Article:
Stop telling people "if you don't like challenge then don't do them". Seldom the complaints against challenges are "challenges are so lame they should all be banned". Instead they are complaints from people who actually like challenges and may be very interested in doing some challenges. The complaints are from people who see real (though not always serious) problems with some challenges.

 

It would be fairly easy to make a list of caches I don't like and say on the forums that they should be banned. But you can bet that if that was all I was going to say, people wouldn't take me seriously and nobody would have any concern that Groundspeak would even consider a request to ban some caches (or to change the guidelines). The very fact that we get the knee-jerk response from some people who can only defend challenges with "If you don't like, them then don't do them", tells me that these are real problems and that people do think that Grounsdpeak may do something.

 

I don't think the problems the OP sees with challenges have yet gotten to the point where it is a serious issue.

 

Yes, there are people who hide caches, or name caches, or change the D/T rating on caches, in response to a challenge cache. Maybe even in response to a challenge cache that they put out themselves. I think trying to deal with this with guidelines isn't going to be successful in the long run. Limiting challenges to caches that existed before the challenge was created will just mean that people will change the names of existing caches so they or a friend can complete a challenge. Even when I see someone hide 26 caches after an alphabet challenge, so what. They likely would have hid a bunch of similar caches with some other names over time anyhow. One idea may be for the reviewers to question a cache name challenge if there are not already sufficient caches to mee the challege. I recently did an "Oaks" challenge where the cache name had to have Oak or Oaks in the name. Being the cache was in Thousand Oaks, there were already plenty of caches to qualify and I have not seen any noticeable increase in the number of Oaks caches placed.

 

I don't think there is a problem too big a concentration of challenges either. There are always "streaks" where hiding of a particular style or genre of cache becomes popular in some area. This always seems to correct itself when people start to complain locally that there are too many caches of some type. This doesn't have to be addressed in the guidelines. But in the case of challenges there are already guidelines to prevent similar challenges from being created in the same area.

 

Speaking of which there may be one challenge type that I would like to see banned :ph34r: (not really, I can ignore this one ;) ) I recently saw a challenge of challenges. You had to find a certain number of challenges. But in order to keep people from finding 50 fizzy challenges after qualifying for it just once, there was wording to disallow that. When I started reading the "rules" for what was a "similar" challenge and how many of each kind of similar challenge you could log, my head hurt. There is already a guideline that "the requirements for meeting the challenge should be succinct and easy to explain, follow, and document." IMO, this challenge of challenges did not meet that requirement.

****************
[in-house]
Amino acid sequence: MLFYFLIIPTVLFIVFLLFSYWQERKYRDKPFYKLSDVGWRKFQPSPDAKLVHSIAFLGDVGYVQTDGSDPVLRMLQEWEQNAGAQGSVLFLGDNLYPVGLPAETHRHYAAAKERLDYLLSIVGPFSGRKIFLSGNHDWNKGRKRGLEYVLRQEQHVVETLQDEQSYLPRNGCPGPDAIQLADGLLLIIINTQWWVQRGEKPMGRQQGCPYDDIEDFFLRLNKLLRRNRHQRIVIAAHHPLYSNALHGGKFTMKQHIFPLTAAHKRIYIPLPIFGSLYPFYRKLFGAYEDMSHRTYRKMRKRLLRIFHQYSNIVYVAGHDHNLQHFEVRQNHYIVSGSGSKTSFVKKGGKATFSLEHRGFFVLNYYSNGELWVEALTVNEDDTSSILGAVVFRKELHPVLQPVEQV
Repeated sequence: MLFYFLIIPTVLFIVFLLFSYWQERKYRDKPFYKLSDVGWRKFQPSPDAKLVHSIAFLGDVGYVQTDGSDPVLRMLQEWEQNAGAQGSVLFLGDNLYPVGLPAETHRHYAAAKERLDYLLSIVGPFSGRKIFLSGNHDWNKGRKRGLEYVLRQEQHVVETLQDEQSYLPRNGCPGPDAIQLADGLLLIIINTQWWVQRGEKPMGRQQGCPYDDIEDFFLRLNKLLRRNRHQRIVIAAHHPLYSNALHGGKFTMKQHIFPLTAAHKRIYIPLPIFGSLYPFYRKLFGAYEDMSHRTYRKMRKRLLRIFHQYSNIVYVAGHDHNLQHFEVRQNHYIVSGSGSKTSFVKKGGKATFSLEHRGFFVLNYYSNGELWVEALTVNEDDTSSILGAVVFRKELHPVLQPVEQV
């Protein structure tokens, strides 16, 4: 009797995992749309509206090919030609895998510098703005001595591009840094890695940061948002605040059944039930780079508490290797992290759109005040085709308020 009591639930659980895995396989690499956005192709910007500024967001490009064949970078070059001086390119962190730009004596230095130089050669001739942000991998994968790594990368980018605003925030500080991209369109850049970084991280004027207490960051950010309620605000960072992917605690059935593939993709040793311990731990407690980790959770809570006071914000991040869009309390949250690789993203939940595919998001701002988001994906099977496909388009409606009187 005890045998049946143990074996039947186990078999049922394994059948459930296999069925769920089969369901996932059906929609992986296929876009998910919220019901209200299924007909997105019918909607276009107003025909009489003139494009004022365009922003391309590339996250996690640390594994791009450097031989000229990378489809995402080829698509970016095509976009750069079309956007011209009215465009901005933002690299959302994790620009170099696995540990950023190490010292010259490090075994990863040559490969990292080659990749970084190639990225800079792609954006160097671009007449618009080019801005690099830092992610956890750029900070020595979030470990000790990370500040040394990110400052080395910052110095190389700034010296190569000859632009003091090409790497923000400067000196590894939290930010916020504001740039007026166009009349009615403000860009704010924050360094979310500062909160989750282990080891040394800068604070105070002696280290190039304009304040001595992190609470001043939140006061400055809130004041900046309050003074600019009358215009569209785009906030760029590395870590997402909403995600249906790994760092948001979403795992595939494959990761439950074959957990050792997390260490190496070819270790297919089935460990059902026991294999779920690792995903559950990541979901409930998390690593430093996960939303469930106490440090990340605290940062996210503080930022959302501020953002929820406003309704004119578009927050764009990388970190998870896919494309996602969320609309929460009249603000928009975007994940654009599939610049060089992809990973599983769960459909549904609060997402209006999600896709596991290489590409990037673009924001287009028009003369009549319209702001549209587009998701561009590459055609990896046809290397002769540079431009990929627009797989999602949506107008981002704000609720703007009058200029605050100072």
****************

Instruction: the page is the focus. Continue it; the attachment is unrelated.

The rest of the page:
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the difference is that at least with puzzle caches, if someone doesn't want to solve it, they can still log a find.

 

Huh? if someone doesn't want to solve, they don't have the coords, and they CAN'T log the find, because they can't find it.

 

The nice thing about challenges as they're published today is that they're a cache at the coords, you get to find 'em and have that fun. You can post a note, heck you can log a find, see what happens. Not all CO's paying a whole lot of attention. In any case, everything there but the smiley. It's puzzles that are exclusive.

 

Not necessarily...check out GC49G7W and the 10 other challenge caches in the immediate area. None of them is at the posted coordinates.

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Who knew we were in the rare 1% of cachers? We (OK, me more so than Mr. Car54) like challenges - they help keep the game interesting to us.

 

Power trails *insert whatever type of cache you dislike* are often lame, poorly maintained, *insert perjorative of choice*. :) I think it's possible to find both good and bad examples of just about any cache type and I doubt that restricting any one or two given types will result in a sudden upswing in quality of caches. JMHO - YMMV

 

Mrs. Car54

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I am personally not that interested in challenges, however, many people seem to like them, so that's fine with me.